clock menu more-arrow no yes mobile
Dina Avila/EPDX

Filed under:

Portland’s 2018 Eater Award Winners

The best chefs, restaurants, and food carts of the year

Brooke Jackson-Glidden is the editor of Eater Portland.

As 2018 inches toward its final days, it’s time to celebrate some of the city’s best new talent, from the restaurant designers picking out light fixtures to the chefs sweating over saucepans. We are delighted to announce the winners of the 2018 Eater Awards, honoring the industry talent that stunned us, surprised us, and kept us coming back throughout the year.

Last week, Eater PDX readers voted for their favorite chefs, bars, restaurants, and food trucks for the reader’s choice awards; here, the editor’s choices get to shine. The editor’s choice winners will also receive the illustrious tomato can trophy, and both winners for each category can stock up on bragging rights. Below, find some of the city’s most remarkable newcomers, from a chef cooking Kashmiri classics to the bartender bringing back the daiquiri.

Shrimp toast Benedict at Canard
Dina Avila/EPDX

Restaurant of the Year: Canard

This shouldn’t be a surprise to anyone: Gabriel Rucker’s exceptional restaurant, which was originally branded a wine bar, extends far beyond that classification. Think of it, instead, as a modern diner, a restaurant defined by its accessibility, playfulness, and eclectic style. Beyond its eye-catching dishes and drinks, like its foie-gras-washed bourbon cocktail and its borderline excessive stack of smothered duck fat pancakes, Canard’s beauty comes in its simple touches — a piece of cinnamon toast in the morning, a cabbage salad tossed in a house-made creamy dressing, a slider with American cheese. Rucker understands that a restaurant should be both understated and creative, but most of all, it should be fun.

Reader’s choice winner: Canard
Nominees: Casa Zoraya, Master Kong, OK Omens, Kargi Gogo

Deepak Kaul
Katie Acheff/Official

Chef of the Year: Deepak Kaul

It was fascinating to watch how quickly Portland gripped to Deepak Kaul’s pop-up, Bhuna. The chef behind its lightning-speed success in Portland — pop-up to restaurant in less than a year — feels juxtaposed against his past history in restaurants in the Boston area, San Francisco, and London. For years, Kaul stayed away from Kashmiri food professionally, but his culinary return to the rogan josh of his childhood was revelatory for both the chef and Portland. The depth of flavor in Kaul’s dishes — his rogan josh alone — is beyond captivating, but he’s also tackling regional Indian food in a way that is tightly packaged and unpretentious, with perfectly complete rice bowls acting as tiny thali. Kaul’s deeply personal and casual cooking style feels almost emblematic of contemporary Portland, a city seeking dishes rich with complexity without the stiffness.

Reader’s choice winner: Karl Holl, Park Avenue Fine Wines
Nominees: Althea Grey Potter (Oui Wine Bar), Sara Hauman (Arden), Gabriel Rucker (Canard), Deepak Kaul (Bhuna)

Enoteca Nostrana
John Valls/Official

Design of the Year: Enoteca Nostrana

Several Portland bars and restaurants had remarkably tasteful and beautiful design this year — the reader’s choice winner, Hey Love, is a great example — but what set Enoteca Nostrana apart from the competition was its originality. In a design era captivated by white walls and potted plants, Enoteca did something so polished and extravagant it felt out of place. Each individual touch within Enoteca feels glamorous: the eye-catching wine cellar, the sparkling-wine-cage stools, the color-changing musical bathroom, the deep blues begging you to dip a toe in. Enoteca’s design says, “Screw minimal — let’s do something special.”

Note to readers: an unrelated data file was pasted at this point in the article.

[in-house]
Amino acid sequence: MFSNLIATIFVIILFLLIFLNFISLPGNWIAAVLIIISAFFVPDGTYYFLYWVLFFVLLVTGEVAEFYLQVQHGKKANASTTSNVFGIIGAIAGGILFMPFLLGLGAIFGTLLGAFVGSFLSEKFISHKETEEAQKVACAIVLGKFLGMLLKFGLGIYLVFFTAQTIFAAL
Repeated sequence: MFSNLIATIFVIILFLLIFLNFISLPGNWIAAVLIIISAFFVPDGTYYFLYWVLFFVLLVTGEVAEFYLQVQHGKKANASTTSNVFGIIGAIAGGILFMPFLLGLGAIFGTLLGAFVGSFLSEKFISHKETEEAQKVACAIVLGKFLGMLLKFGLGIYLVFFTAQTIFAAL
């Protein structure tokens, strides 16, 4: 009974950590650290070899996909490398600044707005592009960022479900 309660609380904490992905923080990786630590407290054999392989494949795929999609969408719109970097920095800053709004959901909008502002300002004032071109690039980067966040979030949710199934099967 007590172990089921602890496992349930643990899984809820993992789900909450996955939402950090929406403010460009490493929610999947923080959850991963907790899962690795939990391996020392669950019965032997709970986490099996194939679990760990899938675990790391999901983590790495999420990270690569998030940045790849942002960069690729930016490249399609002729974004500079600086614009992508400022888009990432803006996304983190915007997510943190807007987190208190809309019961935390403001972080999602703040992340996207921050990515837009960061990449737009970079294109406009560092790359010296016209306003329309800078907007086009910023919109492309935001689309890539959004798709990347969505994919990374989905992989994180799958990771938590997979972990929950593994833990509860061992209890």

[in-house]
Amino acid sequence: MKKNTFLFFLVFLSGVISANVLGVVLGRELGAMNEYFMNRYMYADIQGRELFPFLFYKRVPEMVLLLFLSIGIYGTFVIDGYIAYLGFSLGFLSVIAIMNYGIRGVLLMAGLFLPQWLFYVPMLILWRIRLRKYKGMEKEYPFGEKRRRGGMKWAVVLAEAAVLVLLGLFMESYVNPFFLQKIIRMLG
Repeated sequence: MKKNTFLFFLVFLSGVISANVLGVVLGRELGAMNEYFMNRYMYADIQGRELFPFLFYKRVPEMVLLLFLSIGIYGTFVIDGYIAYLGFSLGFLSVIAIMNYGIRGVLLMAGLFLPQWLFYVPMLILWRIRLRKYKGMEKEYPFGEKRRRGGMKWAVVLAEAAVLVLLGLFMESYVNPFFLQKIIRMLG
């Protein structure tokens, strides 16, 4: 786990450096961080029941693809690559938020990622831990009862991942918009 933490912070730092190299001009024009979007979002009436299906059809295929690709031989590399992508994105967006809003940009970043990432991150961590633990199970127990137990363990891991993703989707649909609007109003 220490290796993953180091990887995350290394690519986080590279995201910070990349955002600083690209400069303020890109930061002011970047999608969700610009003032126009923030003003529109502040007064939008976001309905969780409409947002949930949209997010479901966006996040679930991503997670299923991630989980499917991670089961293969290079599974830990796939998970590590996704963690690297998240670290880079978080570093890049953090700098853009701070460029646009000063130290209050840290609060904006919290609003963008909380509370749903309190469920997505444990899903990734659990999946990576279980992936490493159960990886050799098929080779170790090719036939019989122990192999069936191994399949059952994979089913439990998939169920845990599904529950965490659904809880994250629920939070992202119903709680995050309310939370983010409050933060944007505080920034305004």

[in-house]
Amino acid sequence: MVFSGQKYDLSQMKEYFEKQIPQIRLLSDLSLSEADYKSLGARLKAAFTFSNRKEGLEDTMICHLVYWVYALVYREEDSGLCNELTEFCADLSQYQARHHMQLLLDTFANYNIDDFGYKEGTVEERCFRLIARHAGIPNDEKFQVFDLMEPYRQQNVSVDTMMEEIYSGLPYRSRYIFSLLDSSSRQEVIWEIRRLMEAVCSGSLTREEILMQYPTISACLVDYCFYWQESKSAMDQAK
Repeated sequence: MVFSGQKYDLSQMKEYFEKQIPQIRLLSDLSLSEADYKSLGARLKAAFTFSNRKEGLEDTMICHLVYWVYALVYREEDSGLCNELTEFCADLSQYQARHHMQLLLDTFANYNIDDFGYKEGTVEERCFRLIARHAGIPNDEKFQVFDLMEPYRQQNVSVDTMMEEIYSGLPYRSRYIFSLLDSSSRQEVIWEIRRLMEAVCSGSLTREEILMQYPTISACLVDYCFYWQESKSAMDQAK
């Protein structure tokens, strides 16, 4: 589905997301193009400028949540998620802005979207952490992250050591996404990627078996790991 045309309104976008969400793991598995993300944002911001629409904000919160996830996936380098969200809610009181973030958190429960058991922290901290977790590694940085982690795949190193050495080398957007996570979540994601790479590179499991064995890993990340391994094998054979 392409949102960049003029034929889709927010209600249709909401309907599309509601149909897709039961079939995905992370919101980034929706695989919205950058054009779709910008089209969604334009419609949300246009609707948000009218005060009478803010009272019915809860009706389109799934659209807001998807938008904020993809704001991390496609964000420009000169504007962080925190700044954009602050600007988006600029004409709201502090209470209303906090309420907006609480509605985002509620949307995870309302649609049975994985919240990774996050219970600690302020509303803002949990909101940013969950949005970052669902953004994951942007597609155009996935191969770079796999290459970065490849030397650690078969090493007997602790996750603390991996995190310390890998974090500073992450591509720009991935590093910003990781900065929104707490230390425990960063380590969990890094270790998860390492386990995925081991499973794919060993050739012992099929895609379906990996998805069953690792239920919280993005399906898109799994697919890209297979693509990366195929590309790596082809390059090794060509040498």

Reader’s choice winner: Hey Love
Nominees: Palomar, Canard, Kachka, Enoteca Nostrana

Bar of the Year: Palomar

It feels as if Portland is rebelling against its natural identity as a rainy, dreary place with its newfound love of summery drinks. Hey Love, Palomar, and Sweet Nothing all evoke memories of visits to palm-roofed beachfront bars, but one of those three did it first and best. Ricky Gomez’s accolades as a bartender and cocktail designer are nationally renowned, and it shows in his most understated drinks: a memorable sour with a touch of apricot and almond, a three-ingredient daiquiri, a shot of house pineapple gin. Still, understated doesn’t have to be the move at Palomar: A flirty strawberry daiquiri still does the trick, even on the gloomiest of days.

Reader’s choice winner: Hey Love
Nominees: Palomar, Botanist, Deadshot, Kachinka

Bark City BBQ
Brooke Jackson-Glidden/EPDX

Food Cart of the Year: Bark City BBQ

It’s brave to open a barbecue cart in Portland right now; Matt Vicedomini rules the market with his famous Prost Marketplace cart. Still, Bark City holds its own and offers something new and distinct, fleshing out Portland’s barbecue renaissance. Pitmaster Michael Keskin cherrypicked barbecue styles from across the South, but the most captivating touches are the ones that feel distinctly his — pickled avocado as a side, for instance, which plays off the fattiness of most meats and cuts the smoke with a splash of vinegar. One could argue his brisket could go toe-to-toe with Matt’s on certain days and win.

Reader’s choice winner: Wild North
Nominees: Bark City BBQ, Gracie’s Apizza, Little Conejo, Trap Kitchen PDX

Enoteca Nostrana

1401 Southeast Morrison Street, , OR 97214 (503) 236-7006 Visit Website


734 East Burnside Street, , OR 97214 (971) 279-2356 Visit Website


959 Southeast Division Street, , OR 97214 (971) 357-8020 Visit Website

Bark City BBQ

3582 Southeast Powell Boulevard, , OR 97202 Visit Website


704 Northwest 21st Avenue, , OR 97209 (971) 865-2176 Visit Website

Portland Pop-Ups to Watch, December 2023

Portland Restaurant Openings

A Guide to Portland’s Bar, Restaurant, and Food Cart Openings

Eater Awards

Here Are 2023’s Eater Award Winners for Portland